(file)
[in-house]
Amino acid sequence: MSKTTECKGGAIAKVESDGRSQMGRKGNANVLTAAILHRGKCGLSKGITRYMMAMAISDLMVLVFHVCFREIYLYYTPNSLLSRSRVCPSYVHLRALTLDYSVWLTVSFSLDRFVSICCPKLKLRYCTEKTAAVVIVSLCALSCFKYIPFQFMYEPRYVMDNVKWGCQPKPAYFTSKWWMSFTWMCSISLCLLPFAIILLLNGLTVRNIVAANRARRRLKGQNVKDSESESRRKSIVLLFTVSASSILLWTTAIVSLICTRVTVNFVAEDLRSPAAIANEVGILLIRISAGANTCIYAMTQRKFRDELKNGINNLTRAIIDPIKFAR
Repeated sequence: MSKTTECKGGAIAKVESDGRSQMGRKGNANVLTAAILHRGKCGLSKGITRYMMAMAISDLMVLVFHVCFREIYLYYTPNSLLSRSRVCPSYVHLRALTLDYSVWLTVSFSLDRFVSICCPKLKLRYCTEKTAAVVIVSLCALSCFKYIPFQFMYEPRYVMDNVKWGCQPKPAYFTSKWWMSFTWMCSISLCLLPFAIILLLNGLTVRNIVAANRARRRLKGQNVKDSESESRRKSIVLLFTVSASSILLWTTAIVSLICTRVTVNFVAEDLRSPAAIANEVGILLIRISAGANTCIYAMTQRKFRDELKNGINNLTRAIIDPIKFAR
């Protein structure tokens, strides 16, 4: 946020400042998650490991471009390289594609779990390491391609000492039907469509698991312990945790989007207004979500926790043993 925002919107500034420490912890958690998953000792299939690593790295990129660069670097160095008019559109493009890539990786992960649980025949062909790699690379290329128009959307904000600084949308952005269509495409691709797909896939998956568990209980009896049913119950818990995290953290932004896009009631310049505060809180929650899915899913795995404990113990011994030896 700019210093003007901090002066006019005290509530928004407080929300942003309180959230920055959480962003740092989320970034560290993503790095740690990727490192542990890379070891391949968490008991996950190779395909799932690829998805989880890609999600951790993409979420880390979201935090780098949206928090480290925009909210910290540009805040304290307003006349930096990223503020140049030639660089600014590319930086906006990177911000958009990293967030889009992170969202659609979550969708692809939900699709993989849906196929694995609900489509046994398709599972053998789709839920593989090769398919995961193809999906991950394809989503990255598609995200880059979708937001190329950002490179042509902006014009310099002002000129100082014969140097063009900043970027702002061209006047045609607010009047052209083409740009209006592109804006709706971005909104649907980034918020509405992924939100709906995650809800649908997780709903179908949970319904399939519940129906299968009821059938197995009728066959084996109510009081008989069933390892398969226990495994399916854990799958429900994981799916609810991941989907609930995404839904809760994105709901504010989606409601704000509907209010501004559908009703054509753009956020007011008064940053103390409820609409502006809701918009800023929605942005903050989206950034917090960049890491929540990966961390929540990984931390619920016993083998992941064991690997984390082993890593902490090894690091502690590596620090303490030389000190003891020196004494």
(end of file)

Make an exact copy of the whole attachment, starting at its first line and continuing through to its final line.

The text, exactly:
[in-house]
Amino acid sequence: MSKTTECKGGAIAKVESDGRSQMGRKGNANVLTAAILHRGKCGLSKGITRYMMAMAISDLMVLVFHVCFREIYLYYTPNSLLSRSRVCPSYVHLRALTLDYSVWLTVSFSLDRFVSICCPKLKLRYCTEKTAAVVIVSLCALSCFKYIPFQFMYEPRYVMDNVKWGCQPKPAYFTSKWWMSFTWMCSISLCLLPFAIILLLNGLTVRNIVAANRARRRLKGQNVKDSESESRRKSIVLLFTVSASSILLWTTAIVSLICTRVTVNFVAEDLRSPAAIANEVGILLIRISAGANTCIYAMTQRKFRDELKNGINNLTRAIIDPIKFAR
Repeated sequence: MSKTTECKGGAIAKVESDGRSQMGRKGNANVLTAAILHRGKCGLSKGITRYMMAMAISDLMVLVFHVCFREIYLYYTPNSLLSRSRVCPSYVHLRALTLDYSVWLTVSFSLDRFVSICCPKLKLRYCTEKTAAVVIVSLCALSCFKYIPFQFMYEPRYVMDNVKWGCQPKPAYFTSKWWMSFTWMCSISLCLLPFAIILLLNGLTVRNIVAANRARRRLKGQNVKDSESESRRKSIVLLFTVSASSILLWTTAIVSLICTRVTVNFVAEDLRSPAAIANEVGILLIRISAGANTCIYAMTQRKFRDELKNGINNLTRAIIDPIKFAR
């Protein structure tokens, strides 16, 4: 946020400042998650490991471009390289594609779990390491391609000492039907469509698991312990945790989007207004979500926790043993 925002919107500034420490912890958690998953000792299939690593790295990129660069670097160095008019559109493009890539990786992960649980025949062909790699690379290329128009959307904000600084949308952005269509495409691709797909896939998956568990209980009896049913119950818990995290953290932004896009009631310049505060809180929650899915899913795995404990113990011994030896 700019210093003007901090002066006019005290509530928004407080929300942003309180959230920055959480962003740092989320970034560290993503790095740690990727490192542990890379070891391949968490008991996950190779395909799932690829998805989880890609999600951790993409979420880390979201935090780098949206928090480290925009909210910290540009805040304290307003006349930096990223503020140049030639660089600014590319930086906006990177911000958009990293967030889009992170969202659609979550969708692809939900699709993989849906196929694995609900489509046994398709599972053998789709839920593989090769398919995961193809999906991950394809989503990255598609995200880059979708937001190329950002490179042509902006014009310099002002000129100082014969140097063009900043970027702002061209006047045609607010009047052209083409740009209006592109804006709706971005909104649907980034918020509405992924939100709906995650809800649908997780709903179908949970319904399939519940129906299968009821059938197995009728066959084996109510009081008989069933390892398969226990495994399916854990799958429900994981799916609810991941989907609930995404839904809760994105709901504010989606409601704000509907209010501004559908009703054509753009956020007011008064940053103390409820609409502006809701918009800023929605942005903050989206950034917090960049890491929540990966961390929540990984931390619920016993083998992941064991690997984390082993890593902490090894690091502690590596620090303490030389000190003891020196004494």